Now, let me be clear about one aspect of the Cohen raids: I am not arguing that this was illegal or against procedure. I understand that there is a process and multiple safeguards and officials involved. Instead, I am making an argument about how the institution of the special counsel should be empowered in our legal system. I am expressing alarm at how special counsel investigations can sprawl out to areas beyond their original mandate. This sort of legal sprawl is exactly why the Starr investigation became such a circus. It spun out in every direction until it hit something. If you’re fine with sprawling investigations, okay. But by my thinking, that gives a lot of aid and comfort to the people who drove the investigations into the Clintons. Special counsels end up having a vast amount of power. That is not a legal matter. That is a policy choice and a political decision. It’s a choice of institutional design. And I’m not sure it’s good for our system.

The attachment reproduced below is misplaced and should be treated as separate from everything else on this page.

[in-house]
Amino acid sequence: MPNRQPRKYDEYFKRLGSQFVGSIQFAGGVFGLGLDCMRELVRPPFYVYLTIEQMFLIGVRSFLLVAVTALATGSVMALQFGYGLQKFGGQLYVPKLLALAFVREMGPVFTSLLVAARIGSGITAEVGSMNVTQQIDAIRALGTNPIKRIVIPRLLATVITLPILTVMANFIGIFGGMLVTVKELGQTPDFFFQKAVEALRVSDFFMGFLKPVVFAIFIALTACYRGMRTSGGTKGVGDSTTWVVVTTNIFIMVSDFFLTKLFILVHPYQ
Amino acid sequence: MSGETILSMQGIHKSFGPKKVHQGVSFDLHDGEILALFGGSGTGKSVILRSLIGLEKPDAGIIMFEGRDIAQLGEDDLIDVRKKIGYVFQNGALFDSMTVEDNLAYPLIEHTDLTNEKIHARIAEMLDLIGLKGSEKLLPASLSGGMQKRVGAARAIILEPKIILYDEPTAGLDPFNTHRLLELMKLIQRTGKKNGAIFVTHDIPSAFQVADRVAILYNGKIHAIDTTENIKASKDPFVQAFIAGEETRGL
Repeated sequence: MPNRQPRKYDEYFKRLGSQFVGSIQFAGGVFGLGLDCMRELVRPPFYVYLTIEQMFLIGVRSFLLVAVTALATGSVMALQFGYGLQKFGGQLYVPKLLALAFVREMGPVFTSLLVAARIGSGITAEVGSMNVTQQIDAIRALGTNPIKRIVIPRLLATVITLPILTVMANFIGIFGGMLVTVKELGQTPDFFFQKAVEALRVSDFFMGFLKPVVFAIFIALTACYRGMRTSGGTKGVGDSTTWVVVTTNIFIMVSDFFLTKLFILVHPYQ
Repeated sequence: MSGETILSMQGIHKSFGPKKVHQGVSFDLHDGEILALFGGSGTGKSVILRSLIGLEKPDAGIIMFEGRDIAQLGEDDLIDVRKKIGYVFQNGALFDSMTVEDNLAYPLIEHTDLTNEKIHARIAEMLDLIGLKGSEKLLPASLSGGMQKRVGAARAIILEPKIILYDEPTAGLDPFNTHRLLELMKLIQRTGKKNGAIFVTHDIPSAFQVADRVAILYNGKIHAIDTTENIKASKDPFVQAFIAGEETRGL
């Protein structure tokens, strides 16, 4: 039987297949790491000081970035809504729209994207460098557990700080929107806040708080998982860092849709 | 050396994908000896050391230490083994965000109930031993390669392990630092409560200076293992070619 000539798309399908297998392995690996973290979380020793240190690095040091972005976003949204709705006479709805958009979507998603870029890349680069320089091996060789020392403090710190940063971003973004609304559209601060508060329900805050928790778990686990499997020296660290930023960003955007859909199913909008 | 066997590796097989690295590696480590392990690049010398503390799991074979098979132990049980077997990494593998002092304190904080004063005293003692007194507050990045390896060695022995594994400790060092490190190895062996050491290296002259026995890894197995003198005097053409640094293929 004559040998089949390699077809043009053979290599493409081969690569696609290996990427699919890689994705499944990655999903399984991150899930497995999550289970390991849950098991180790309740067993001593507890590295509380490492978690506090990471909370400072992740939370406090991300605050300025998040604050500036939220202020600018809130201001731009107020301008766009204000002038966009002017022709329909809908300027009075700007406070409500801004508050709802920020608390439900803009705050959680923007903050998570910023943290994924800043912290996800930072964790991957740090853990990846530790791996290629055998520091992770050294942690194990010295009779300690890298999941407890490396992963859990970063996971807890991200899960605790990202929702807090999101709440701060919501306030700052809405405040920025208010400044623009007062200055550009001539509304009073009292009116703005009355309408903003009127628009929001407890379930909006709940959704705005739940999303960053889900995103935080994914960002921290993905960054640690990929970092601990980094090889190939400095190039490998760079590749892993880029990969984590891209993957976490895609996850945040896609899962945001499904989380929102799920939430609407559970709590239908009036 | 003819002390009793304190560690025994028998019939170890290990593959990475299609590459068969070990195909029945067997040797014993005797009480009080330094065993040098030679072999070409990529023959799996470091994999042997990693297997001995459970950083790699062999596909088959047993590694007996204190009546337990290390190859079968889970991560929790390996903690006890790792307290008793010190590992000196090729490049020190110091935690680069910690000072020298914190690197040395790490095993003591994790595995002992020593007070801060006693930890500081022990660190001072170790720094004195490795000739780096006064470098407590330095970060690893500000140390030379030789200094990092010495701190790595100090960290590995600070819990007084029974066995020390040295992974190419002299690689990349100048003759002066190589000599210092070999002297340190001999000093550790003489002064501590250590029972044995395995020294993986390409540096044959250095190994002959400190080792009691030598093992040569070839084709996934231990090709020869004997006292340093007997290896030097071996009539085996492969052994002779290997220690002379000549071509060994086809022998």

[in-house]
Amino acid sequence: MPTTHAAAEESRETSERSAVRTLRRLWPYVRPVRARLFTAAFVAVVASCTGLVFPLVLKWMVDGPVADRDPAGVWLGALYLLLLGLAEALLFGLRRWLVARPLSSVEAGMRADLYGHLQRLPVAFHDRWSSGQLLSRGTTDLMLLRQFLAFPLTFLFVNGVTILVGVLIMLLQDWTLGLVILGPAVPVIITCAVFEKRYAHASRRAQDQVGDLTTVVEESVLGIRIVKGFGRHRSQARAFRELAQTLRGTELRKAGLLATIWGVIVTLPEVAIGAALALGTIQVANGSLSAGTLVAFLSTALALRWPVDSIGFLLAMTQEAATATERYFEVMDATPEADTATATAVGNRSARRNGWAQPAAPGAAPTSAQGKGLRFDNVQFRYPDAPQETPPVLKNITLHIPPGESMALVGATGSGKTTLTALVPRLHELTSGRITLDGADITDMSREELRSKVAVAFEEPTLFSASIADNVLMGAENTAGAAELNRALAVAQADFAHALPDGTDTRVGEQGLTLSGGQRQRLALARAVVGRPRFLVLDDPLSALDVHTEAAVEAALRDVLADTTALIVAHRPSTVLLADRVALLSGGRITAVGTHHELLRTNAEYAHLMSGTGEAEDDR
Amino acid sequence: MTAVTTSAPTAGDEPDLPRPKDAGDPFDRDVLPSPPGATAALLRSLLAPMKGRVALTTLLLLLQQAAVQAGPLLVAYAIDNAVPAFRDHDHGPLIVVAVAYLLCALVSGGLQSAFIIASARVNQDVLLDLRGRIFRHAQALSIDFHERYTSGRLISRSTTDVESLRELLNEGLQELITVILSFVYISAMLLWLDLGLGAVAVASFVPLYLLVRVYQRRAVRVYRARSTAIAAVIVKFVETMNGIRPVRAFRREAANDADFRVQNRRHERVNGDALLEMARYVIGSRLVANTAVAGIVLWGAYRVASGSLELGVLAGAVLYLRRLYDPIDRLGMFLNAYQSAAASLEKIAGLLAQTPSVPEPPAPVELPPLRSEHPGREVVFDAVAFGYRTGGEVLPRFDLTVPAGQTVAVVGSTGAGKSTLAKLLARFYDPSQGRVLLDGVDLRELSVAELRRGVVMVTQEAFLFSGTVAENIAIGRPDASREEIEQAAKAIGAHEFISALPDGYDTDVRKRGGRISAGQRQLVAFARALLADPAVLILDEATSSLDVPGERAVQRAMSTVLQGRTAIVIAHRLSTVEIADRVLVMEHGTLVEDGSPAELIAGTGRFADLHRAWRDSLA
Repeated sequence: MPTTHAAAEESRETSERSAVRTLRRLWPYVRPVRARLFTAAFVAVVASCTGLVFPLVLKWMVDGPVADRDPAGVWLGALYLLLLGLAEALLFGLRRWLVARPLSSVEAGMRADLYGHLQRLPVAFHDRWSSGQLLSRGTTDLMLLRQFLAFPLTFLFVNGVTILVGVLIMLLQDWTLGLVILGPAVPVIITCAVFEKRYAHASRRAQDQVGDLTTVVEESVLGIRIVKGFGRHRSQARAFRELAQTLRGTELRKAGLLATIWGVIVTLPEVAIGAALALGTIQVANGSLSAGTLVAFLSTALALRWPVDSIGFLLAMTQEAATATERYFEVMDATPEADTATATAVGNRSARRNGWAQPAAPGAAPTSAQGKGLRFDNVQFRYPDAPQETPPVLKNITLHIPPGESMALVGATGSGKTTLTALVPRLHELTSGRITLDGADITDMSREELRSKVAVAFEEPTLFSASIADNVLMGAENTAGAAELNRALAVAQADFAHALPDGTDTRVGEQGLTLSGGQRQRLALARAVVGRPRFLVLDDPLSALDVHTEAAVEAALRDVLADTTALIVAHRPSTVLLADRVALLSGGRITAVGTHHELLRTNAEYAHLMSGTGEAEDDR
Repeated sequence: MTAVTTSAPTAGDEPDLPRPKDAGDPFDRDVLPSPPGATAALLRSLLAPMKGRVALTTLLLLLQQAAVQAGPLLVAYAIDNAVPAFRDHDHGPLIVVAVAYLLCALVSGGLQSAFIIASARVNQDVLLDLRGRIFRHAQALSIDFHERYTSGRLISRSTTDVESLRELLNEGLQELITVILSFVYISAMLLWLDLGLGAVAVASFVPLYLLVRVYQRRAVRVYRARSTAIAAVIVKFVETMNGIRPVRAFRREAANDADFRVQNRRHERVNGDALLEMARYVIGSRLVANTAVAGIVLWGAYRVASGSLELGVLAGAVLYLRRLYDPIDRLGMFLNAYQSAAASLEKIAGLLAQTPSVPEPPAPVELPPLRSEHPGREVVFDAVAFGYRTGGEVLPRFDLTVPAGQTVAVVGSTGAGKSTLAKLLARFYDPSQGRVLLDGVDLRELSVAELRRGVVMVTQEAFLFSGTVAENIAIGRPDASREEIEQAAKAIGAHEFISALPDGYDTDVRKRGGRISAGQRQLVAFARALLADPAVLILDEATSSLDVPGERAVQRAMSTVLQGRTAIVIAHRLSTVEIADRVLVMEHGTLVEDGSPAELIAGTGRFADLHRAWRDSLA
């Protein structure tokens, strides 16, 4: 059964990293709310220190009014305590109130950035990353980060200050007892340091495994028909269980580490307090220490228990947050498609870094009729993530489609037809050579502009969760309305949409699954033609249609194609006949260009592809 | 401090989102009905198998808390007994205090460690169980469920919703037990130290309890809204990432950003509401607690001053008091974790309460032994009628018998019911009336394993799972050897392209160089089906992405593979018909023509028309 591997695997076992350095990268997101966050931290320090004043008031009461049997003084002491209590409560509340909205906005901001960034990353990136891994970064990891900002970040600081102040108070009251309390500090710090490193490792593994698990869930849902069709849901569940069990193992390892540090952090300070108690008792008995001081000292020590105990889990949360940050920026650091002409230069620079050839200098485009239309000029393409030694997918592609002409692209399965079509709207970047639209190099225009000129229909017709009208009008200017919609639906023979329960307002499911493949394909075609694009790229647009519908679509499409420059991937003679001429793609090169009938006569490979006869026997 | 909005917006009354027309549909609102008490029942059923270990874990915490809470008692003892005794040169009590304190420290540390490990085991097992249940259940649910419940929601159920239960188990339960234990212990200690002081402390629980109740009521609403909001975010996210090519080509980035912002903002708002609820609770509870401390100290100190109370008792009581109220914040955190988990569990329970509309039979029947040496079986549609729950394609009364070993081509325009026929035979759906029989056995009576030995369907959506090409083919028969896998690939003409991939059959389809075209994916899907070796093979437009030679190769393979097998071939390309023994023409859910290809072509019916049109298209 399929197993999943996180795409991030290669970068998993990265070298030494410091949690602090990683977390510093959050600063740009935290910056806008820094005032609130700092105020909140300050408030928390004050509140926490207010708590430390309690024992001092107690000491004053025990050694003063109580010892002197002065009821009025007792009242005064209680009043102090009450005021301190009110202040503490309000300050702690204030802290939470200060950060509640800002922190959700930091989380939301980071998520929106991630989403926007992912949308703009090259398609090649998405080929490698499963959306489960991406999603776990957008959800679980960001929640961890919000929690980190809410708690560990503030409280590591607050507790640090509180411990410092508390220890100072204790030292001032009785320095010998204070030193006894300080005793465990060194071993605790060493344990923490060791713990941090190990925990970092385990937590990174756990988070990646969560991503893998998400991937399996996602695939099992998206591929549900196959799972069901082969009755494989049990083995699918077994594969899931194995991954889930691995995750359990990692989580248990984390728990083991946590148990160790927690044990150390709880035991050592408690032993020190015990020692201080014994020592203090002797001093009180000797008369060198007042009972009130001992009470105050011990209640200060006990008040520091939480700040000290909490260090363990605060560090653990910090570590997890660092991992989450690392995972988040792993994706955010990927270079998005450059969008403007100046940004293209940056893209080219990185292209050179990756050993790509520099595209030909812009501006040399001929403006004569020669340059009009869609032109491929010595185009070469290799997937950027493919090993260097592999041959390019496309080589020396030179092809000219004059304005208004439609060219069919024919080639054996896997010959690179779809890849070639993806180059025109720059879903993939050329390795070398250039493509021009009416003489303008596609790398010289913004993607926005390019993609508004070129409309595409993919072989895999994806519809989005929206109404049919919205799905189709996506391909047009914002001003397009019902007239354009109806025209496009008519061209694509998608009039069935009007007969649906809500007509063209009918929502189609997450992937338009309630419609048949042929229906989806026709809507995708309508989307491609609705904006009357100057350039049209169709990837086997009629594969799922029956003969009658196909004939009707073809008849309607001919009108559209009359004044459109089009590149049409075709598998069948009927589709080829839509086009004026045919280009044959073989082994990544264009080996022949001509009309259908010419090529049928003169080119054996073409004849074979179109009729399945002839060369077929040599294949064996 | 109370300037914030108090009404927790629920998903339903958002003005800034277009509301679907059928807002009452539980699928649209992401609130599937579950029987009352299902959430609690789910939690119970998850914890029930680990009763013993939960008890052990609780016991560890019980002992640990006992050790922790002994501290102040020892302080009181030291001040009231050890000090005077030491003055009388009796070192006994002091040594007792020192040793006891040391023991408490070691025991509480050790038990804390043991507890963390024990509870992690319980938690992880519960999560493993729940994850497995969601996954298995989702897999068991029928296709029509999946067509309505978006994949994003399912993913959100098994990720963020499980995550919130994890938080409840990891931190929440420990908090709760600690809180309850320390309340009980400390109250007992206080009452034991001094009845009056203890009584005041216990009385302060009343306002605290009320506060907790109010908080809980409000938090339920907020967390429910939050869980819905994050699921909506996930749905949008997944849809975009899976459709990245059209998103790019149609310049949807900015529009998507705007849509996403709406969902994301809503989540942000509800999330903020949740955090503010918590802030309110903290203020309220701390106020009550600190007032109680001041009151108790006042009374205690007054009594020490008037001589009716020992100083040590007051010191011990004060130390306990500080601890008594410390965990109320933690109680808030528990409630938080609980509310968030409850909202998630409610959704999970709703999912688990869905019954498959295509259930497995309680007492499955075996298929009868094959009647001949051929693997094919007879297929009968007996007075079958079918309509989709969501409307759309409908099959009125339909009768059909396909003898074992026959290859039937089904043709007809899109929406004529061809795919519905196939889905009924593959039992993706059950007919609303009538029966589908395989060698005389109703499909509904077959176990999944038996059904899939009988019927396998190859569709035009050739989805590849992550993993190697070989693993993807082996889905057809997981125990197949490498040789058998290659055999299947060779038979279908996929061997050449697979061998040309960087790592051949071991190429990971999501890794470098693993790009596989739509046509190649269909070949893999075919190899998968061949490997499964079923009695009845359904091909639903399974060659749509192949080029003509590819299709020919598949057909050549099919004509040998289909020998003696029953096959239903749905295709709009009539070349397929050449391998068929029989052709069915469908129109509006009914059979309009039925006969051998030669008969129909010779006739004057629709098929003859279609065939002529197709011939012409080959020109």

Let me say all of this in a slightly different way to anyone who’s inclined toward hyper-partisanship: If you’re a Democrat and saw the Whitewater investigation as overreach, then I ask you to be concerned that the Mueller investigation is starting to have some features of overreach, as well. If you’re a Republican, and you think Whitewater was great, then I guess you just have to accept that the Mueller could go everywhere and anywhere. Again, I don’t think this approach is good for the law or for the country. But if you take the perspective of a hyper-partisan, then all is well.

By the way, I want the Mueller investigation to continue. I believe Trump should be impeached if he fires Mueller. And to be fair (there it is, again), Trump brought this special counselor on himself by firing Comey.  But I’m concerned that we’re not addressing the real, long-term issue: After all of this with the Mueller investigation, are our US electoral systems any less vulnerable to manipulation? THAT is what we should have daily stories on. And Pres. Trump is very much at the center of that growing scandal. He has not made securing our electoral process a priority. Security officials have testified to that. Holding him accountable for that might lead us straight back to all things Russia, anyway. So, I say rake him over the coals, but let’s keep our eyes on the right prize of the raking.